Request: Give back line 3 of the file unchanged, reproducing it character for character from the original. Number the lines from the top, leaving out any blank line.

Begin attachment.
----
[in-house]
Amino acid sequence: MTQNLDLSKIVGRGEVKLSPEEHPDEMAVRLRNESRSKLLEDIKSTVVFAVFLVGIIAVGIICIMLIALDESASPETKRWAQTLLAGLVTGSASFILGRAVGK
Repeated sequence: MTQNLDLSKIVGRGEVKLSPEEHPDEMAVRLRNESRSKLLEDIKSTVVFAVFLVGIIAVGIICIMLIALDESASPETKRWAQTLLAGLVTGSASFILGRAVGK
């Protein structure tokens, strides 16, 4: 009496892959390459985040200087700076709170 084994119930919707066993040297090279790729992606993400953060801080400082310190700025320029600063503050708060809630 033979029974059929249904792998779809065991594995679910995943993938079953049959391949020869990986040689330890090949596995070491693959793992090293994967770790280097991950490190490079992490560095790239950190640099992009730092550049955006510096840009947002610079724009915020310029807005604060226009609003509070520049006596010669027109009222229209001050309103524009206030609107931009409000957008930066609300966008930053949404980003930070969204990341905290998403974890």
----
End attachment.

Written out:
Repeated sequence: MTQNLDLSKIVGRGEVKLSPEEHPDEMAVRLRNESRSKLLEDIKSTVVFAVFLVGIIAVGIICIMLIALDESASPETKRWAQTLLAGLVTGSASFILGRAVGK